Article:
January 2021 reading round-up

Beckett and a book

This post is delayed because my laptop once again almost died. Tim saved my sanity and my wallet by fixing it, but I suspect I will need to budget for a replacement in the next year or so.

I read six books in January, which isn’t bad at all for someone who was constantly sleep-deprived. My favourites were Girl, Woman, Other by Bernardine Evaristo and Arabella by Georgette Heyer, which I guess were also written in the most straightforward style, so maybe I shouldn’t be attempting anything too experimental at the moment.

In other book-related cultural stuff, I watched the TV series Bridgerton (as apparently did half the planet), which is delightful frothy fun, and The Luminaries, which I enjoyed more than the book. I am also really enjoying Pose (currently on season one so no spoilers in the comments please!).

Top films I saw last month have to be Do The Right Thing (yes, I have only just watched it for the first time; I am trying to plug some of the gaps in my film education) and Good Vibrations, which is a wonderful celebration of the power of music.

I know we’re already a week in, but I hope you have a fab February. Or at least a non-awful one.

Books read

To Leave With the Reindeer by Olivia Rosenthal
A second-person narrative describes a woman from early childhood, trying to break free from her mother’s stronghold. This story is interspersed with first-person accounts of the minutiae of working with animals, from vets and scientists topeople who work in zoos, circuses and even abattoirs.I found this experimental format interesting, occasionally gruesome and a little tough to follow.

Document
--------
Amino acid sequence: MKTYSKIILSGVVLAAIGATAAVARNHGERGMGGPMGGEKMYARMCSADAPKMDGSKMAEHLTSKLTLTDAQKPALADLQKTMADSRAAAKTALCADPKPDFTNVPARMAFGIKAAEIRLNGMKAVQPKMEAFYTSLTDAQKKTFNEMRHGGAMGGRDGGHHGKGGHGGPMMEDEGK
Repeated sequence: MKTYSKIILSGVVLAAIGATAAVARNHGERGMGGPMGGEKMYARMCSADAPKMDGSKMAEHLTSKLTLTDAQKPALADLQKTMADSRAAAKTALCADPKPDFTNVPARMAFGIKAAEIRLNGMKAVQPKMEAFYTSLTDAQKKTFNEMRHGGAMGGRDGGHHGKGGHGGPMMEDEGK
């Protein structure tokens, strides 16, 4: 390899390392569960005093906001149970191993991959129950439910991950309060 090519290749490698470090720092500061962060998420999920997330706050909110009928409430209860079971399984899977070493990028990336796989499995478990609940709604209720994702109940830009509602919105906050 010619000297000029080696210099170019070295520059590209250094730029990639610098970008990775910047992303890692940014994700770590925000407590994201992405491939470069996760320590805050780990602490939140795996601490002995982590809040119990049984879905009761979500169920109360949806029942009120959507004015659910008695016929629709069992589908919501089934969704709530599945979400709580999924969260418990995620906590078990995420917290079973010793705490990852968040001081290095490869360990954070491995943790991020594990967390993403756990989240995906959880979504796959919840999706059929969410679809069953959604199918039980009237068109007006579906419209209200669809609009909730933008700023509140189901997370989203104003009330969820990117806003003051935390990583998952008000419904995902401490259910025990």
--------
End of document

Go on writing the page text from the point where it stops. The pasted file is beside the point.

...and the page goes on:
Girl, Woman, Other by Bernardine Evaristo
This novel is told by 12 narrators in turn. It starts and ends with Amma, a playwright who, after years of struggling to make ends meet while making gay, feminist art, is finally on the brink of success. Subsequent narrators include her daughter, mother and closest friends, as well as people who seem to be unconnected at first. I loved this book and flew through it.

Cook Korean! A Comic Book with Recipes by Robin Ha
The title says it all really. This is a sweet, fun format for a recipe book with a little bit of biographical colour. I enjoyed the read but haven’t yet been able to get hold of enough of the Korean ingredients to test the recipes. I will report back.

The Nickel Boys by Colson Whitehead
A late-night read on my Kindle while Beckett was going through a post-Christmas phase of waking up at intervals and barking noisily until Tim or I sat with her, I was not able to give this novel the attention it deserved. It’s the story of a man who was sent to a reform school for boys, a particularly cruel, violent place to be – especially for its black inhabitants. I wasn’t as gripped as I was for The Underground Railroad, but I’m pretty sure that’s the fault of late nights, not Whitehead’s writing.

The Sea by John Banville
In many ways this is the classic “literary” novel. A middle-aged man in mourning for his wife goes to the small seaside town where he once spent a childhood summer. Very little happens aside from his reminiscences, but there is one major event from the past that the novel builds up to. I think Banville’s sentences are beautiful but I was a little bored. The big event in the past, plus one or two other details that are withheld until the final 5 or 10 pages, are so clearly telegraphed that I was annoyed by the long, slow build-up. And the narrator is pretty irritating.

Arabella by Georgette Heyer
Oh my gosh I loved this so much. How have I not read Heyer before now? I am so happy that there are another 53 of her books for me to enjoy. This is a regency romance, lent to me by a friend after we had discussed watching Bridgerton. I can see that the writer of the Bridgerton novels may well have been inspired by Heyer as this has a lot in common with The Duke and I. Arabella, a pastor’s daughter, the oldest girl of 8 children, must secure a good marriage during the London season. She and fabulously rich Mr Beaumaris lead each other a merry dance of witty repartee and withheld secrets. It’s fun and funny, sharply observed while still managing to be warm about its characters.